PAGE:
Year in review 2011: Google's Motorola acquisition, legal threats cloud Android's future


The trend: Google's (NASDAQ:GOOG) Android closes out 2011 in command of the U.S. smartphone segment. As of October, Android powers 46.3 percent of all smartphones nationwide, up from 31.2 percent in January and far ahead of archrival Apple's (NASDAQ:AAPL) iOS at 28.1 percent. And with Google activating more than half a million additional Android devices every day, the platform's future is all but assured, right? Not so fast. The events of 2011 have called into question Android manufacturer and developer support, threatening the operating system's growth and stability.

For starters, there's the question of how Google's ownership of Motorola Mobility (NYSE:MMI) will impact the balance of the Android ecosystem as a whole. Google agreed to acquire Motorola Mobility for roughly $12.5 billion in mid-August and has vowed to operate the company as a separate business, promising Android will remain an open source platform. Conventional wisdom indicates Google will be able to leverage the deal to improve Android for both developers and consumers alike by more effectively integrating software upgrades with new hardware builds. But if Google grants Motorola Mobility favored nation status, giving Motorola engineers early access to new Android features and functionality, Motorola's rivals could balk. There seems little doubt most manufacturers will at least reconsider their commitment to the platform and mull producing devices running other operating systems, most likely exploring Microsoft's (NASDAQ:MSFT) Windows Phone OS.

More ominous is Android's increasingly precarious legal status. No fewer than five large, publicly traded companies--Apple, Microsoft, Oracle, eBay and British Telecom--have now brought patent infringement litigation against the platform. The Oracle suit, filed last year and slated to go to trial in 2012, seeks billions in damages against Google, alleging "approximately one-third of Android's Application Programmer Interface (API) packages" are "derivative of Oracle's copyrighted Java API packages" and related documents. (Oracle acquired Sun Microsystems and its Java programming language in April 2009.)

In August, Google senior vice president and chief legal officer David Drummond published a scathing blog post alleging that Oracle, Apple and Microsoft are attempting to "strangle" the Android platform by leveraging "bogus patents" that could drive up costs for devices running the OS. Google executive chairman Eric Schmidt has pledged support for manufacturing partners facing patent lawsuits related to Android, promising Google will offer allies information sharing, industry expertise and access to its patents for licensing and legal purposes. (Both Samsung Electronics--the world's largest Android device maker--and HTC Corp. are battling patent disputes with Apple.) Time will tell whether Google's reassurances are enough to maintain Android's momentum or whether device makers and developers shift their energies elsewhere.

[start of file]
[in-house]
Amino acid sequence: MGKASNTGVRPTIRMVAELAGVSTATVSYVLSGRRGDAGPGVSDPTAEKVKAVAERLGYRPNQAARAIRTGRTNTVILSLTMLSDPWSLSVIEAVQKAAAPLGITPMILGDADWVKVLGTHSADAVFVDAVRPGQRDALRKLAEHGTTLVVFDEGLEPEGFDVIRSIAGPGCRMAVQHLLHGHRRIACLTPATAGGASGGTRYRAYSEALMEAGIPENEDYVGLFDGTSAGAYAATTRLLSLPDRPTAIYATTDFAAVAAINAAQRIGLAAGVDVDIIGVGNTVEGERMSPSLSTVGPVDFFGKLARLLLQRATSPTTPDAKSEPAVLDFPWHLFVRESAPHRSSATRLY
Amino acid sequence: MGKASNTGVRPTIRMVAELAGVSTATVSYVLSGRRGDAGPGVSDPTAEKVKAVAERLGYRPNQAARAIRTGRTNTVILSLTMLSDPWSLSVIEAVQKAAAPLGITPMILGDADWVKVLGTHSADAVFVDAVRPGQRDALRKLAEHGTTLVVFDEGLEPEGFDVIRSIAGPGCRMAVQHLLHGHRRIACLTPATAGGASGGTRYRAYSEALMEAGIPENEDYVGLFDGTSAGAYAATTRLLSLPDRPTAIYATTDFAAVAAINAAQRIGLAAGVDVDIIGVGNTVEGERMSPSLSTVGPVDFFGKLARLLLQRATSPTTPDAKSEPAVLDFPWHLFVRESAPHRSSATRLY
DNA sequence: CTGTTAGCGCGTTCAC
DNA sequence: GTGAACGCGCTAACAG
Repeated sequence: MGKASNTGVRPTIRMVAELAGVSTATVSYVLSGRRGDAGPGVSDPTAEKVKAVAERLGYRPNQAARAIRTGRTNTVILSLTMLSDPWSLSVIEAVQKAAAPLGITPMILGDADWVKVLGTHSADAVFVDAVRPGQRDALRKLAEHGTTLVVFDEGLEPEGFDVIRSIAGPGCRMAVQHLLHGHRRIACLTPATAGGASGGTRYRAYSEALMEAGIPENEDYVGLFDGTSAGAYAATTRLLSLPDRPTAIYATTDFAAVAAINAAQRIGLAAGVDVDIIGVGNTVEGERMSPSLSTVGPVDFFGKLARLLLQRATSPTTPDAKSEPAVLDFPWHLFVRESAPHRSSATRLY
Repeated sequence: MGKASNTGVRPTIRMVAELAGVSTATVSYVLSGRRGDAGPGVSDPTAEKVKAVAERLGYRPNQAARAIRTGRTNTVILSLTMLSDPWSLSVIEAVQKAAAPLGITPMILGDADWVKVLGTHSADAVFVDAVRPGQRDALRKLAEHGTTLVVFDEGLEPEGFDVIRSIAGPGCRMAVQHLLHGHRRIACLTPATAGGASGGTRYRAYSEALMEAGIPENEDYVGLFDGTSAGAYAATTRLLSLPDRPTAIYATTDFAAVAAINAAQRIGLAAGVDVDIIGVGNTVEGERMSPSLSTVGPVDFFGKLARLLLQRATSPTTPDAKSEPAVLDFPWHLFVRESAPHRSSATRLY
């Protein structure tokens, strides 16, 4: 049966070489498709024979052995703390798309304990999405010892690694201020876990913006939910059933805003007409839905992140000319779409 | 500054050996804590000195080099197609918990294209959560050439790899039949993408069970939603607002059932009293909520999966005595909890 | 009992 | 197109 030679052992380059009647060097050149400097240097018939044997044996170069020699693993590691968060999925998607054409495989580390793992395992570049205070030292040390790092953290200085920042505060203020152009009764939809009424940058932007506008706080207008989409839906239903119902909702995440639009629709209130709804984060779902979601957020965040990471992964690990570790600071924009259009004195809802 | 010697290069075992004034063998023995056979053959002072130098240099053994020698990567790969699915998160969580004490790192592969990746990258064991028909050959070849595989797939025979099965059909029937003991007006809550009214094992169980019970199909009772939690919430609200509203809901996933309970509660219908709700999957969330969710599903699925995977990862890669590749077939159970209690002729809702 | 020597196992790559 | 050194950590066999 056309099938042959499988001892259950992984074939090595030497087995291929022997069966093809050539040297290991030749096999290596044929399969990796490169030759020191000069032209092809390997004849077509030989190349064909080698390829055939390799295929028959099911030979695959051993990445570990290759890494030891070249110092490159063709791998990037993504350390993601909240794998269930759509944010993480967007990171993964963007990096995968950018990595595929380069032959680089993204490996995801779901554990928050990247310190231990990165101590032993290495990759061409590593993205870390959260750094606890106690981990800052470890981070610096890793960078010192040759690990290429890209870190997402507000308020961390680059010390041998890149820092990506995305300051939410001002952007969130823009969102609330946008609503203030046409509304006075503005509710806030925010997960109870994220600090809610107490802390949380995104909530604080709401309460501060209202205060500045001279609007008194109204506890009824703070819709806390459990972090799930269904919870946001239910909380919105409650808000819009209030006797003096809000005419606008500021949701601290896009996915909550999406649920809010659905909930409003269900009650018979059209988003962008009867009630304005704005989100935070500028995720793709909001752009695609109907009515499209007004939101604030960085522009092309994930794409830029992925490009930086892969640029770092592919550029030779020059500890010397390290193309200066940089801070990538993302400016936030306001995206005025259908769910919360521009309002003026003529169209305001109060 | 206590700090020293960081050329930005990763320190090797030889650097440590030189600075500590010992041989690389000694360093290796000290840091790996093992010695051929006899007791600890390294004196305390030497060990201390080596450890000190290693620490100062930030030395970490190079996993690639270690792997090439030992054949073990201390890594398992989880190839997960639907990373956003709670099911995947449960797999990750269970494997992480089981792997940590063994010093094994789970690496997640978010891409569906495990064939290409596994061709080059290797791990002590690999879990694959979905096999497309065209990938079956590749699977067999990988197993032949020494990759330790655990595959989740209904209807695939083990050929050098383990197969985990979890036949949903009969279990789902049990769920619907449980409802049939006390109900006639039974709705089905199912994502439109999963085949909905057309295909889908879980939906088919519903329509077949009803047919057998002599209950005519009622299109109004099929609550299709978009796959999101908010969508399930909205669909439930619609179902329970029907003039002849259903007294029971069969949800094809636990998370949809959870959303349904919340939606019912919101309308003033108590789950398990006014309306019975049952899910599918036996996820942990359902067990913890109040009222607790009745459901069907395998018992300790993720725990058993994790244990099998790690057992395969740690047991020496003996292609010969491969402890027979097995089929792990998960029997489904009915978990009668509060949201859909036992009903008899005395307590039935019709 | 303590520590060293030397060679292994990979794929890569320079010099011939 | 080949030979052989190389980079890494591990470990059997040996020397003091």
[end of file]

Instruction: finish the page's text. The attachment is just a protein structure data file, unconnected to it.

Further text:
Why it was significant: With the Motorola acquisition, Google can exert greater control over the end-to-end Android user experience, which should yield significant improvements for both consumers and developers in addition to accelerating competition with Apple. But the deal also means Google is competing directly with the manufacturers who built Android into the world's most dominant mobile operating system, and if Motorola devices begin reaching stores with bells and whistles unavailable to other OEMs, Android support could plummet.  

Google built Android by attracting manufacturers to an open platform, but depending on the outcome of the courtroom battles ahead, the economics could change dramatically. "With so many major patent holders asserting their rights, obligations to pay royalties may force Google to change its Android licensing model and pass royalties on to device makers," intellectual property activist Florian Mueller forecasts. Forget the court of public opinion--the legal system could determine Android's ultimate fate moving forward.